Now, you may not know what a Zugzwang moment is, but I’m pretty sure that, sad as they are, every one of us has had at least one zugzwang situation in our lives. A moment where we have just had to suck it up and make the best of a bad situation.
For that is what zugzwang, Word of the Day for Tuesday, July 19, 2011, actually means.
Yes. Zugzwang, describes a situation in which a player is limited to moves that have a damaging effect. While more commonly used in the Game of Chess, it is also used in everyday situations too. Here is one example they give: “Party rulers in China are trapped in a position that chess players deeply fear - zugzwang - where any move made puts you at disadvantage. -- Vitaliy Katsenelson, "How China Will Crash And Burn," Forbes, July, 2011.
Now unless you play chess, or speak German (Zugzwang combines two German words, zug, "move," and zwang, "constraint"), like me you may not be familiar with the actual phrase, although, as already said, I’m sure we have all been in a Zugzwang situation at least once, if not more than once before. And highly likely to face more too! So, how do we respond when in such situations?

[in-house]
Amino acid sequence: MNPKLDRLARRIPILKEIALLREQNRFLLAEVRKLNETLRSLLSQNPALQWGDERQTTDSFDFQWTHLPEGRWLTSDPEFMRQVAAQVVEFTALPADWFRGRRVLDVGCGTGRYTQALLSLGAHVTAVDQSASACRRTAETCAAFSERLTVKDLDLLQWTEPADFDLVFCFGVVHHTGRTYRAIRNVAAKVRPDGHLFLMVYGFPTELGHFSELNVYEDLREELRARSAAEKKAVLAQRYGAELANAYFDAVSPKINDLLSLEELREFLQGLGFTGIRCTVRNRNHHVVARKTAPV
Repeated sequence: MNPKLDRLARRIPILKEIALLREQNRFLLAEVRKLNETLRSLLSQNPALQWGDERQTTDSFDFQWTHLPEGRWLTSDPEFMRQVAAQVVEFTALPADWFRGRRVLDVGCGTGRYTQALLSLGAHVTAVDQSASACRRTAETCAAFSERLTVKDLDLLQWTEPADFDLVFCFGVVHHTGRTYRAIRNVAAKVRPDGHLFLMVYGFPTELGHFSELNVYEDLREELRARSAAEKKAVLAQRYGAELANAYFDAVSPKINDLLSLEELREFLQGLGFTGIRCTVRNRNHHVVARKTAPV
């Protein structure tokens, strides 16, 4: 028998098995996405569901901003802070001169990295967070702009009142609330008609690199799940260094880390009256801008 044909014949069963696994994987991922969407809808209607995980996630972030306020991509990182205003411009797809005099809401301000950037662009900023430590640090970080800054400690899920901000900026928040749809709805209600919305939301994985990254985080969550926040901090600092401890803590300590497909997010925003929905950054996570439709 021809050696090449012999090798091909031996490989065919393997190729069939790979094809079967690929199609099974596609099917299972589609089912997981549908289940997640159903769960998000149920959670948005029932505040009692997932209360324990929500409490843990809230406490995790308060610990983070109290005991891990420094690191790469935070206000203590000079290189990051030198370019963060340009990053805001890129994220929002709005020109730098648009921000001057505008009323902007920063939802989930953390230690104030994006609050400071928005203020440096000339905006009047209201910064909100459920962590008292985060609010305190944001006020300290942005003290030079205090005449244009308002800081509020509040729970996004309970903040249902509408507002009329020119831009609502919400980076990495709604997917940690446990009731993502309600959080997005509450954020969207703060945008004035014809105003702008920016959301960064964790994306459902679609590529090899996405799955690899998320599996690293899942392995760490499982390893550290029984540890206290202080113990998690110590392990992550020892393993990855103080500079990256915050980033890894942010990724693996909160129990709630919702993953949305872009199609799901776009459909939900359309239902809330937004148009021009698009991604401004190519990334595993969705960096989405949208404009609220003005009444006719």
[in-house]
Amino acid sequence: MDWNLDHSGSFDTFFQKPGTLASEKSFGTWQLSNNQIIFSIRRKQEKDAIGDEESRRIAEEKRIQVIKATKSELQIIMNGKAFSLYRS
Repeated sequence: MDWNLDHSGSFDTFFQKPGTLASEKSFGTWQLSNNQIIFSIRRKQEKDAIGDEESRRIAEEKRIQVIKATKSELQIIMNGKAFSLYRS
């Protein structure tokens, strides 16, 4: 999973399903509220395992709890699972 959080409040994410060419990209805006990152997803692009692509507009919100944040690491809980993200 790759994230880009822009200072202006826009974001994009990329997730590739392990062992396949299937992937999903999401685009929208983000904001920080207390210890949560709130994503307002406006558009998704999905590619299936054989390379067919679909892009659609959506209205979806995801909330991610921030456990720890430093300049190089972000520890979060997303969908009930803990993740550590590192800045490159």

Do we respond with the action that is least damaging to us personally? Or do we take the option of what is best for all, even if at our own expense? Again I will leave this question with you for your own personal response. But do remember when in your next Zugzwang situation, to choose wisely and not selfishly please? Thank you.